Al Qaeda-linked fighters seized a large army base in a dawn attack in southern Yemen on Thursday, militants and residents said, hours after the United Nations warned that the country was on the brink of civil war.
So now we have pro-Iran Shias on the rise in Yemen, but al Qaeda, too.
What? No aging Nazis coming out of hiding with the Ark of the Covenant?
Not that I particularly blame the Obama administration for this mess in Yemen. Chaos is its default setting. And the Shias really do have real grievances.
But the president should have known better than to boast of Yemen back in September as a model for our proposed operations in Iraq.
And the notion that this couldn't be seen coming over the last several months is ludicrous.
It is the Iran angle more than al Qaeda (as bad as that is) that makes Yemen particularly disturbing to me.
Strategypage has more:
Iran officially has nothing to do with all this, but Arabs know that the “victory” in Yemen is being celebrated in the streets of Iran (at least in conversation) and increasingly in Iranian media as well. This is humiliating for the GCC members and Sunnis in general. Iran has not directly intervened (but is suspected of supplying the Yemen Shia with cash and advice).
Read the rest for the highlights of this mess.
As Arab gulf states try to bypass the Hormuz choke point for their oil exports that Iran could attempt to shut down, Iran's ability to interfere in the Red Sea becomes more important.
Guess where Yemen sits?
So this Iranian victory is something that the Obama administration has to answer for, given their fantasy of a grand reset of relations with Iran to make them our partner.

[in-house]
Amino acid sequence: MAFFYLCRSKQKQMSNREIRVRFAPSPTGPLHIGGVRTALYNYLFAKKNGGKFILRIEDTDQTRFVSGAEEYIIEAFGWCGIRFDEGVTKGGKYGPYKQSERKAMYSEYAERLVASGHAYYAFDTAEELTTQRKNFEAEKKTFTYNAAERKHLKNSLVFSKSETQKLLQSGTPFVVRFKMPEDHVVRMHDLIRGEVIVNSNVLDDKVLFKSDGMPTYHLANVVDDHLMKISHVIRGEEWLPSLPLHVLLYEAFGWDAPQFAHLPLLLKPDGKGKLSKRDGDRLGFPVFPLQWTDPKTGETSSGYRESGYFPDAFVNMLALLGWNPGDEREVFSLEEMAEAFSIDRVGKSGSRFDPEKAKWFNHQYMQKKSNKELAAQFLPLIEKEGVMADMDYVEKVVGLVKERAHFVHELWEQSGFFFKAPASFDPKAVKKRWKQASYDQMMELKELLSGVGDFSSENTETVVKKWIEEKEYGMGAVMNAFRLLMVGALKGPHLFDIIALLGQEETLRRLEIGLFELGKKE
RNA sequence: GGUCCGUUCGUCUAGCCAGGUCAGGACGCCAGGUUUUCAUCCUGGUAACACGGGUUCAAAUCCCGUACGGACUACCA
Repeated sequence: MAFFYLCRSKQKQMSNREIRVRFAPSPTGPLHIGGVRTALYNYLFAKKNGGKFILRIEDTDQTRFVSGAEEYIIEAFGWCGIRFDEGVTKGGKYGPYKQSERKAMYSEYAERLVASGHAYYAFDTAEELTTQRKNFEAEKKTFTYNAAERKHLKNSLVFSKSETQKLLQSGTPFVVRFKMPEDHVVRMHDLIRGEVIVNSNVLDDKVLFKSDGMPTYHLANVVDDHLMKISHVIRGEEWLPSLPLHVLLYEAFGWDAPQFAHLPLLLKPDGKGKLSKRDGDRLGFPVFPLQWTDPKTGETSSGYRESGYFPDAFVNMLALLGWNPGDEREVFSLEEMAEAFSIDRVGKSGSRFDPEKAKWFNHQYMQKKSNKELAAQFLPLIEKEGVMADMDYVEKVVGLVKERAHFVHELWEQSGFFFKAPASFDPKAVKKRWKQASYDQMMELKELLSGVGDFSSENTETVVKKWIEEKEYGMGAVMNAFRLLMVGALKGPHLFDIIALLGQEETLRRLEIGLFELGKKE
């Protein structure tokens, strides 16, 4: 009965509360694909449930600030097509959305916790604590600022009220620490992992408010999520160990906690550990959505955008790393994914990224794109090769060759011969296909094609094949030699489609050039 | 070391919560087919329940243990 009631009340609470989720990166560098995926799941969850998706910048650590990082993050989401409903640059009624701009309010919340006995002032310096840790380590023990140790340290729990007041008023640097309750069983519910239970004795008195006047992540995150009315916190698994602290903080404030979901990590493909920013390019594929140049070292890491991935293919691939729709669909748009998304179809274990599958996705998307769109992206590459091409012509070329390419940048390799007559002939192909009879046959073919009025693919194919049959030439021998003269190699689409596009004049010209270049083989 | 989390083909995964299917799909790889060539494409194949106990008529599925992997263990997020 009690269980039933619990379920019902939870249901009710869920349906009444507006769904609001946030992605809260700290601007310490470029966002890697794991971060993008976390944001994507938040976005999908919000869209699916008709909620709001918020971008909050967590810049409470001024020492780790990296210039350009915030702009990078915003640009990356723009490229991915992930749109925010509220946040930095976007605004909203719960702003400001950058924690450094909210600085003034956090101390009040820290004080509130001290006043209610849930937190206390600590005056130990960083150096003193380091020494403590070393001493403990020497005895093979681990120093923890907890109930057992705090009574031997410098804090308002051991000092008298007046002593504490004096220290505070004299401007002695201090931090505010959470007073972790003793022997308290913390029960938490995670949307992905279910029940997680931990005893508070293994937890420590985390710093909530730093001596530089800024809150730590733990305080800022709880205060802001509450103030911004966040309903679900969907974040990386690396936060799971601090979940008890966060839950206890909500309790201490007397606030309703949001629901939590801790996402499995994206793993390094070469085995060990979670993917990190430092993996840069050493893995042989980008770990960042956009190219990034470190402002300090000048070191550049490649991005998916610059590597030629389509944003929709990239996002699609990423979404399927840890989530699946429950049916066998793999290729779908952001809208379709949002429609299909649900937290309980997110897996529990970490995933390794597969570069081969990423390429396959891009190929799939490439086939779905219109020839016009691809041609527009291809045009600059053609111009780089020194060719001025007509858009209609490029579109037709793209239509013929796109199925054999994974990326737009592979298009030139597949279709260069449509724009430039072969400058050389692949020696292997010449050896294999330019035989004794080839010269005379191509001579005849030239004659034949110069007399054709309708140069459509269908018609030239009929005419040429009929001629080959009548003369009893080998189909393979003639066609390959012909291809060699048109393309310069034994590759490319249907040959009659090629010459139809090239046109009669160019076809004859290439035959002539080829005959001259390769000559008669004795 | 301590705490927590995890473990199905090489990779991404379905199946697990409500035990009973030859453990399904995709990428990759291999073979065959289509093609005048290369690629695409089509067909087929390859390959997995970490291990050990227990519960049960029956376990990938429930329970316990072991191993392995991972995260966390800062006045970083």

If President Obama has cherished a long-held notion (that college-educated fools share) that he'll be remembered for his own "Nixon goes to China" triumph with Iran, he needs to re-think that analogy.
And in bonus "are you effing kidding me?" territory, President Nixon had Kissinger. President Obama has Kerry.
Yemen remains Yemen. And President Obama remains President Obama.
Have a super sparkly "smart" diplomacy day.
UPDATE: The losing side isn't done yet, naturally:
Forces loyal to Yemen's former president seized government buildings in the southern city of Aden on Monday after a five-hour battle, sources said, escalating a civil conflict that threatens to split the country in two.
Unrest in Yemen is something to deal with and adapt to, while killing jihadis. Absent Iranian involvement, I wouldn't much care about day-to-day score cards of who is up and who is down.
But giving Iran a victory is a bad idea. Hopefully, we're working the problem.